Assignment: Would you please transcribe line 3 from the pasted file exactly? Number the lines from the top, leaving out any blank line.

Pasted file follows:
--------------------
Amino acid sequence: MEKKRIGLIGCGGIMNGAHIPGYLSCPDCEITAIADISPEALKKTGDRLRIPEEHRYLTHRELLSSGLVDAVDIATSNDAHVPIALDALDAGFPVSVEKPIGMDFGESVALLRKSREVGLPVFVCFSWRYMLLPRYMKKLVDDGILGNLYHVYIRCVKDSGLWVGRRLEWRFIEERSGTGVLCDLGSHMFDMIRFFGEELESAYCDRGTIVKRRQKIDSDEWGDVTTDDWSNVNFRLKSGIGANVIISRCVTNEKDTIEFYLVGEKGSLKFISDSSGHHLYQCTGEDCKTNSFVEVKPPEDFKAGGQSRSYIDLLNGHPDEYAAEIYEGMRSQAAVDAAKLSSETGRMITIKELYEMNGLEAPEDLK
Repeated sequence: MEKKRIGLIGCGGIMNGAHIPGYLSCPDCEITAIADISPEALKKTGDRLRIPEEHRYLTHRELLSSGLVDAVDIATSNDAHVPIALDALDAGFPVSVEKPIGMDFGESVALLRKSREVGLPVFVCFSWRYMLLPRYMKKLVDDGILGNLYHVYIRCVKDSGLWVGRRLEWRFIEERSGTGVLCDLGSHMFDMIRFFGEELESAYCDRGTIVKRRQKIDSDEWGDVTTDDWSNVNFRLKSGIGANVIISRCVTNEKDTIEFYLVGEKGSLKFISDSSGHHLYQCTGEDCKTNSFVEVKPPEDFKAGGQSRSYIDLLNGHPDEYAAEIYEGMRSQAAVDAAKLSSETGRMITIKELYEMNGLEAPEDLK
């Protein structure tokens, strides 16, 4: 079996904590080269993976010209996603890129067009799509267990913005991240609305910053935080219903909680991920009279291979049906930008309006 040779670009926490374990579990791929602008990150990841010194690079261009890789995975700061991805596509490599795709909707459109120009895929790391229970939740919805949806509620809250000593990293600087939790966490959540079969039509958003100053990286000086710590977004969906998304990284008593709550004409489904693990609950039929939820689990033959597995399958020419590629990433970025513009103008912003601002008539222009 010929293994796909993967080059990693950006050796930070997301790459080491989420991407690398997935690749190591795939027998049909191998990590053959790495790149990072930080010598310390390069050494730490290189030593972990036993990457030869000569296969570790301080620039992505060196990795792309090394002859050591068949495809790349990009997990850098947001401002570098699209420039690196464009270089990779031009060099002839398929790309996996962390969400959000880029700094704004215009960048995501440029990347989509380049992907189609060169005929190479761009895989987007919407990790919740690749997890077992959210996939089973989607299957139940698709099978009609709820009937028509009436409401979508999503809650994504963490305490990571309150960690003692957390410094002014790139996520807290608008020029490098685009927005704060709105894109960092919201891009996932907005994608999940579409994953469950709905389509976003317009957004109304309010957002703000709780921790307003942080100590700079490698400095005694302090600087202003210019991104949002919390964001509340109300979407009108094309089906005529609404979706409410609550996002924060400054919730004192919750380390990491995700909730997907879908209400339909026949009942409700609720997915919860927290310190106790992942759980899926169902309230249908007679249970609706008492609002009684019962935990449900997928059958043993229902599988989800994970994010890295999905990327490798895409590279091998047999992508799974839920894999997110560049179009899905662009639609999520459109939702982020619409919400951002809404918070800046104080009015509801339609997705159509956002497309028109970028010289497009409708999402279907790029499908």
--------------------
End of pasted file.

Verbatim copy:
């Protein structure tokens, strides 16, 4: 079996904590080269993976010209996603890129067009799509267990913005991240609305910053935080219903909680991920009279291979049906930008309006 040779670009926490374990579990791929602008990150990841010194690079261009890789995975700061991805596509490599795709909707459109120009895929790391229970939740919805949806509620809250000593990293600087939790966490959540079969039509958003100053990286000086710590977004969906998304990284008593709550004409489904693990609950039929939820689990033959597995399958020419590629990433970025513009103008912003601002008539222009 010929293994796909993967080059990693950006050796930070997301790459080491989420991407690398997935690749190591795939027998049909191998990590053959790495790149990072930080010598310390390069050494730490290189030593972990036993990457030869000569296969570790301080620039992505060196990795792309090394002859050591068949495809790349990009997990850098947001401002570098699209420039690196464009270089990779031009060099002839398929790309996996962390969400959000880029700094704004215009960048995501440029990347989509380049992907189609060169005929190479761009895989987007919407990790919740690749997890077992959210996939089973989607299957139940698709099978009609709820009937028509009436409401979508999503809650994504963490305490990571309150960690003692957390410094002014790139996520807290608008020029490098685009927005704060709105894109960092919201891009996932907005994608999940579409994953469950709905389509976003317009957004109304309010957002703000709780921790307003942080100590700079490698400095005694302090600087202003210019991104949002919390964001509340109300979407009108094309089906005529609404979706409410609550996002924060400054919730004192919750380390990491995700909730997907879908209400339909026949009942409700609720997915919860927290310190106790992942759980899926169902309230249908007679249970609706008492609002009684019962935990449900997928059958043993229902599988989800994970994010890295999905990327490798895409590279091998047999992508799974839920894999997110560049179009899905662009639609999520459109939702982020619409919400951002809404918070800046104080009015509801339609997705159509956002497309028109970028010289497009409708999402279907790029499908």